Three items just in from the Karen Human Rights Group:
Villagers in Pa’an District, Karen State, have begun fleeing to Thailand to avoid violence and forced recruitment as porters in possible a joint SPDC/DKBA attack on a KNLA camp in Dta Greh Township, located next to a now populous IDP camp along the Moei River, bordering Thailand. This news bulletin describes the events of the past four days in which SPDC and DKBA forces have advanced towards the KNLA camp and begun what appears to be preparation for an attack. SPDC soldiers have begun patrolling and have set up an 81 mm mortar not far from the site and displaced villagers living in the area have become increasingly concerned about their safety.
Following the arrest of the American John Yettaw on May 5th 2009, Burma’s pro-democracy icon Daw Aung San Suu Kyi was charged with violating the terms of her house arrest, moved to Insein Prison and put on trial. The international community has responded to these events with a flurry of attention on Burma not seen since Cyclone Nargis last year. Heads of State, activists and newspaper editors have renewed calls for her immediate release. At the same time, Burma Army operations in Karen State and other rural ethnic areas along with their associated human rights abuses remain ongoing and widespread. Yet once again the situation of abuse in rural Burma has been marginalised in favour of the more high profile political drama in the country’s urban settings. In calling, quite rightly, for the release of Daw Aung San Suu Kyi, the international community must neither neglect the situation of abuse in rural Burma nor miss current opportunities to support those who face this abuse.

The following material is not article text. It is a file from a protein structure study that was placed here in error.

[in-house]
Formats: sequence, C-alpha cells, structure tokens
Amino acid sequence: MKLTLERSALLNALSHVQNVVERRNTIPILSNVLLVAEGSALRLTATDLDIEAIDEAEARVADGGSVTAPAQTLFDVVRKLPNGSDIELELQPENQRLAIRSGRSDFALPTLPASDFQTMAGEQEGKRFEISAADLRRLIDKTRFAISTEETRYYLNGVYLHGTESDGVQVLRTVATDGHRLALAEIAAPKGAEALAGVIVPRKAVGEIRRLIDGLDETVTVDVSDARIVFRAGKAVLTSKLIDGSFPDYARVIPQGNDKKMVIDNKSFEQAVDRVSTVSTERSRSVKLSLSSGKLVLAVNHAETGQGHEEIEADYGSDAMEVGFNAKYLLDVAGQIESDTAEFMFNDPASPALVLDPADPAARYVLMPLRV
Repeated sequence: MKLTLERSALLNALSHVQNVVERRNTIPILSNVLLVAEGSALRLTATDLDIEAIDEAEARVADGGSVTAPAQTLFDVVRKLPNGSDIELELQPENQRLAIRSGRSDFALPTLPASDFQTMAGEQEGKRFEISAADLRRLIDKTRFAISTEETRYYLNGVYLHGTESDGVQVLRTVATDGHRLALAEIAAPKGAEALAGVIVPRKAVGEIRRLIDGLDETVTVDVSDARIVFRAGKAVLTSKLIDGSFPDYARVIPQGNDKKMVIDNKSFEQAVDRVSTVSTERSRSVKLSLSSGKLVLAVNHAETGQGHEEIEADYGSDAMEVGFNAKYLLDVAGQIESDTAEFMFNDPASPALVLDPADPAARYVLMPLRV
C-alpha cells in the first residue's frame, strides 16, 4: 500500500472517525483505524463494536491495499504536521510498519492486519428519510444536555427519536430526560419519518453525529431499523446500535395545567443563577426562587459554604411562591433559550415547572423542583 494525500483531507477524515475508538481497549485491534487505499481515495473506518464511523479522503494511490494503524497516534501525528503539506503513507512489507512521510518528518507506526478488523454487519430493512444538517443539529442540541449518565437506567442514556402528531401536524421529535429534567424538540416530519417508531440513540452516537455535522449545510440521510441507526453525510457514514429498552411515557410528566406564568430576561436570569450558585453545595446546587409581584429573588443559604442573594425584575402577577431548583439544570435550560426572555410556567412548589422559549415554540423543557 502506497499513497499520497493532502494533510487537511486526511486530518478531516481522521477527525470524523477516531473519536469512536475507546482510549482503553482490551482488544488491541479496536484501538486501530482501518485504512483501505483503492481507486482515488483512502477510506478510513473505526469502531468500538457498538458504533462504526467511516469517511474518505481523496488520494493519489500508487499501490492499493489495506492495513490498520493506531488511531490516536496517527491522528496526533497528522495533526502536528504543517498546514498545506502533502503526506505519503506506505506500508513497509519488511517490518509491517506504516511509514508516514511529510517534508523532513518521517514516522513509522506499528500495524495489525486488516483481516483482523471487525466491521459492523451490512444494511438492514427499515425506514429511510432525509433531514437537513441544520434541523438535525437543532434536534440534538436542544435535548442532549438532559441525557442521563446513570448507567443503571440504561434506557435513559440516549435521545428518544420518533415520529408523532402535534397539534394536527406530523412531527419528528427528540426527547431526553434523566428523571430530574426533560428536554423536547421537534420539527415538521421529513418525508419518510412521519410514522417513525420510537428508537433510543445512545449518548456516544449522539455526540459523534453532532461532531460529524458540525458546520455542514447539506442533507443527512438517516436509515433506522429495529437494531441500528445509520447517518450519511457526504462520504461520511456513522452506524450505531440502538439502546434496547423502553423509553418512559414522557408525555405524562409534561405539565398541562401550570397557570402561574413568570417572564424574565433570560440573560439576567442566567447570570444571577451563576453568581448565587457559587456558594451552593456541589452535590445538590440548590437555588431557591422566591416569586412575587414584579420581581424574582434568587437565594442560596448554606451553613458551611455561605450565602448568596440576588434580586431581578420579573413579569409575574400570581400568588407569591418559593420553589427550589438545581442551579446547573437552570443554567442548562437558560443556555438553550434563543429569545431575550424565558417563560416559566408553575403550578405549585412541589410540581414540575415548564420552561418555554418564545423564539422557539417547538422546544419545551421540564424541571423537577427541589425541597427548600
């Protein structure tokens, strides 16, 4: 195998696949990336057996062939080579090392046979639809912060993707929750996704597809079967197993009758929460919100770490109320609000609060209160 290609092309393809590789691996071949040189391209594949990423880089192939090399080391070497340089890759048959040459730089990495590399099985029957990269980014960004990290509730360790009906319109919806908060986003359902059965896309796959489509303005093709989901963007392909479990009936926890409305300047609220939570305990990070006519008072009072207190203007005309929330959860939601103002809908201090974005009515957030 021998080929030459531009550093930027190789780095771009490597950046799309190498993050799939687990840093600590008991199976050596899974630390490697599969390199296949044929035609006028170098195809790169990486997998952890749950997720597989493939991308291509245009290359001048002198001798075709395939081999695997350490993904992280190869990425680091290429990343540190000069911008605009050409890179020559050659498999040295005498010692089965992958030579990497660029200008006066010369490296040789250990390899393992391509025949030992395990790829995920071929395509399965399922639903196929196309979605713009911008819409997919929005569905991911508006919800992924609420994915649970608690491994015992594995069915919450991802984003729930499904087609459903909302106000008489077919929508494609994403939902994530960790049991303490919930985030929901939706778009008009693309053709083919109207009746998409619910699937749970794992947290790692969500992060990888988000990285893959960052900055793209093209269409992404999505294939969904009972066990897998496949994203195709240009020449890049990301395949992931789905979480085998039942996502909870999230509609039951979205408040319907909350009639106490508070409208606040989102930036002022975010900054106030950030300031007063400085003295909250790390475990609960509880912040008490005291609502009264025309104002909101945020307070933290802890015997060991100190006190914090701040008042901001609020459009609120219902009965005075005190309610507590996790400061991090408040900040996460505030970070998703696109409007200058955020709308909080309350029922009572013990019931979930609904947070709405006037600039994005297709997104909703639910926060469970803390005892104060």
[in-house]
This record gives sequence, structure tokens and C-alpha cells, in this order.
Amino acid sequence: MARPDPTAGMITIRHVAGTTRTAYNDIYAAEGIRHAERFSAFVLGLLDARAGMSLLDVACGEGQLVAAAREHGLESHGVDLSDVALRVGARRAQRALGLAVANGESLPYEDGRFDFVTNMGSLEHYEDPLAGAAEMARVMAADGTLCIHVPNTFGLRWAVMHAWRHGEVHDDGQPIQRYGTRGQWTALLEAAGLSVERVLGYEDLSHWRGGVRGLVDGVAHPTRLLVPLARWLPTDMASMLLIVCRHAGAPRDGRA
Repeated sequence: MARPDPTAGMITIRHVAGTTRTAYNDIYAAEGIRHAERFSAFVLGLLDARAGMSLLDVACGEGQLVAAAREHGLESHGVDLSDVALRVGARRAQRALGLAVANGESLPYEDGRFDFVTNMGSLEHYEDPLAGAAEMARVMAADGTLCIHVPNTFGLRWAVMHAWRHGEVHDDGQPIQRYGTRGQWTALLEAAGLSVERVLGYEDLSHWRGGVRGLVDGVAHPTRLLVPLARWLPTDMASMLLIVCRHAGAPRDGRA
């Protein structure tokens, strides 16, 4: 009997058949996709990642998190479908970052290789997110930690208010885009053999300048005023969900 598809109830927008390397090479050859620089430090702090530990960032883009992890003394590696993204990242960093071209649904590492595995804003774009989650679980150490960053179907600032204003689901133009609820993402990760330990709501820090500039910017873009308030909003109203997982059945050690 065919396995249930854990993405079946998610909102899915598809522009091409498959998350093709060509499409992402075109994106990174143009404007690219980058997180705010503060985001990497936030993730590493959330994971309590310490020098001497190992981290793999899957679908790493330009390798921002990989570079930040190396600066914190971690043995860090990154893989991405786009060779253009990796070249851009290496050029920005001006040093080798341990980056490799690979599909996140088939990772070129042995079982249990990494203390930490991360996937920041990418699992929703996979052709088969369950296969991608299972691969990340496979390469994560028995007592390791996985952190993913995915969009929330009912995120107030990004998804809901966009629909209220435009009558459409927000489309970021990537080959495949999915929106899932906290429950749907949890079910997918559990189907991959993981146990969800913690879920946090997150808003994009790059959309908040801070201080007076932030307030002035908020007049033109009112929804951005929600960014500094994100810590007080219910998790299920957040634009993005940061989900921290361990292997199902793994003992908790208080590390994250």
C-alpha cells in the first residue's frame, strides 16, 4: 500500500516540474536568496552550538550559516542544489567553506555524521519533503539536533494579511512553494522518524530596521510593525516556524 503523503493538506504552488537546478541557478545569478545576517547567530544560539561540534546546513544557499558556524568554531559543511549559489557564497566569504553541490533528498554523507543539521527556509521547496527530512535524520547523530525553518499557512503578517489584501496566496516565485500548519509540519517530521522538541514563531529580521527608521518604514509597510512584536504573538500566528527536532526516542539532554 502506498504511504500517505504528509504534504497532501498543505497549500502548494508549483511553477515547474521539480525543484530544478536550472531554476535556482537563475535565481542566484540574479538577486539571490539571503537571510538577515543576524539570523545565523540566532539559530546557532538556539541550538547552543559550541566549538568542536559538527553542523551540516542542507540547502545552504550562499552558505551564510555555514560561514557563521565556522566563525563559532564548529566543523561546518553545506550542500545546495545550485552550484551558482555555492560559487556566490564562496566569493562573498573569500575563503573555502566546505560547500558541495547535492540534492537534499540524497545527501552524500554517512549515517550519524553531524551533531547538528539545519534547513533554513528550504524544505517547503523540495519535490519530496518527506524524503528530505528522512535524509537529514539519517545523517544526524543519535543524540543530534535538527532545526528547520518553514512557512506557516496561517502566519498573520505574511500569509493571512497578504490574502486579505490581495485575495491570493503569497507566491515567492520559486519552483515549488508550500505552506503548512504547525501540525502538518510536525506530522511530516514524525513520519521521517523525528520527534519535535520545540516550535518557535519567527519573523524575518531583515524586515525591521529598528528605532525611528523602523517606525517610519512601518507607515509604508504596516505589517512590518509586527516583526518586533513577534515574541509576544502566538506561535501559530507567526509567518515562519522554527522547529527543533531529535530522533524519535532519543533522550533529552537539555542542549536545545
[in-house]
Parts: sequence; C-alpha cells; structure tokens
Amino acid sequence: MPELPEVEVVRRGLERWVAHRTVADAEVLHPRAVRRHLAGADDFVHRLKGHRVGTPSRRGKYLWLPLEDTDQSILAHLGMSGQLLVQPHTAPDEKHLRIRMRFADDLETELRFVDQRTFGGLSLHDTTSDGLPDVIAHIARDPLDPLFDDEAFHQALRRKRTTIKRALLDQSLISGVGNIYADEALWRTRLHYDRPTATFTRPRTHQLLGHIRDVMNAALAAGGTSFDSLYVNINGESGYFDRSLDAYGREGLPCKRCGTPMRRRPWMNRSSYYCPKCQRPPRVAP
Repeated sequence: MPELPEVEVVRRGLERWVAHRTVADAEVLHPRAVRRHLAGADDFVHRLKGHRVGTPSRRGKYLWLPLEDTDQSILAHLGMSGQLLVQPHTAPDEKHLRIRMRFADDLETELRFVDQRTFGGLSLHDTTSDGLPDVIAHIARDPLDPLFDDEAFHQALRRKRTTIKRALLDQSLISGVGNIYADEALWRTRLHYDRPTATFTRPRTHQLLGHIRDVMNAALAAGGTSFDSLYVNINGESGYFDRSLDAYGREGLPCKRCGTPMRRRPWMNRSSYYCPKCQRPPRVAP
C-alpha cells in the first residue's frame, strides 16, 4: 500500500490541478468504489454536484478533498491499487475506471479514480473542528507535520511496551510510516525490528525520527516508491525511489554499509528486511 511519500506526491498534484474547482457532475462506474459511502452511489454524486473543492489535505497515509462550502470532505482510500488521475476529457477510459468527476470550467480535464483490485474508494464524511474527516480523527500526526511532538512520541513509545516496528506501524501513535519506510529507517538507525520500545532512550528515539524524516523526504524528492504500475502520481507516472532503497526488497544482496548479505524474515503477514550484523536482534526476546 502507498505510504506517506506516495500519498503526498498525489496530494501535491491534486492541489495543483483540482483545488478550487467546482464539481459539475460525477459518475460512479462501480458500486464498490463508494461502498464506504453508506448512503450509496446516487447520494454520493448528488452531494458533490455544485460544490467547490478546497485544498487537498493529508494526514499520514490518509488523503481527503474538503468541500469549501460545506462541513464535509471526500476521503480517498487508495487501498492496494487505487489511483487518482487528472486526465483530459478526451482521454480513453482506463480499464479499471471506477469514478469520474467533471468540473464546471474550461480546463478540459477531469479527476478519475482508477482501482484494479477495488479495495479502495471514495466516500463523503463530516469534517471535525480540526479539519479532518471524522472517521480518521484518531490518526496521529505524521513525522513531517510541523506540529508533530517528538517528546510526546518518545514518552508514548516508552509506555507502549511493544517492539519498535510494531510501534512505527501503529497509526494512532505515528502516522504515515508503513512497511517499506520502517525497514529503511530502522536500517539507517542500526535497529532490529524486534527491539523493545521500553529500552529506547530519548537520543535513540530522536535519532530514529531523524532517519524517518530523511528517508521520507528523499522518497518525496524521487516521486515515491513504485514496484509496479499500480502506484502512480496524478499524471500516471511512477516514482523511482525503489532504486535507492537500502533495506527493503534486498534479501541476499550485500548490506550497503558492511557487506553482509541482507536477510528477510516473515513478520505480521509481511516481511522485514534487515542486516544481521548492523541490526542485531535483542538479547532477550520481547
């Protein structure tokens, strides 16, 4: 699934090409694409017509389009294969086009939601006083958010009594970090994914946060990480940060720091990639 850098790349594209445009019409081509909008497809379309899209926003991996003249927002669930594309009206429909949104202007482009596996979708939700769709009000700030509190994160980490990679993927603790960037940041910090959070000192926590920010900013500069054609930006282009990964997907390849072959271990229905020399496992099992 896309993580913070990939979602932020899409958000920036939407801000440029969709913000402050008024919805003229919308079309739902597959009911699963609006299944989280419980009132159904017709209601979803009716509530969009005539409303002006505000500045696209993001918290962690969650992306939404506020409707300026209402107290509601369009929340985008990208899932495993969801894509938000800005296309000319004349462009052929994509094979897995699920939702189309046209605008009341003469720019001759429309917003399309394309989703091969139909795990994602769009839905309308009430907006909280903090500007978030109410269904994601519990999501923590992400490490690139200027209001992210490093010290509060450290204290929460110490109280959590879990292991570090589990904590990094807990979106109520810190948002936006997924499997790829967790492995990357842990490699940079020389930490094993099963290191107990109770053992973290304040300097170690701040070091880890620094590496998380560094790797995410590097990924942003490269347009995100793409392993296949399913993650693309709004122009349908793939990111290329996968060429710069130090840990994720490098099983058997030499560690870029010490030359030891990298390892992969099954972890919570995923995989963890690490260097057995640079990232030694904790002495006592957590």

This report presents January 2009 interviews with two former SPDC convict porters. Both men are originally from Arakan State, Western Burma, and participated in the 2007 demonstrations against the rising cost of living. These demonstrations culminated in September 2007 with the large-scale monk-led protests and subsequent military crackdown. Both men were arrested by SPDC authorities for their activities, forced to serve as porters for the Burma Army in Karen State and eventually escaped captivity. Their testimonies cover issues such as SPDC-sponsored murder of convict porters, corruption within Burma’s judiciary and systematic SPDC abuses perpetrated against prisoners. The interviews also give insight into the possible fates of other Burmese citizens who have tried to voice dissent in Burma’s authoritarian environment, whether as part of the September 2007 protests or otherwise.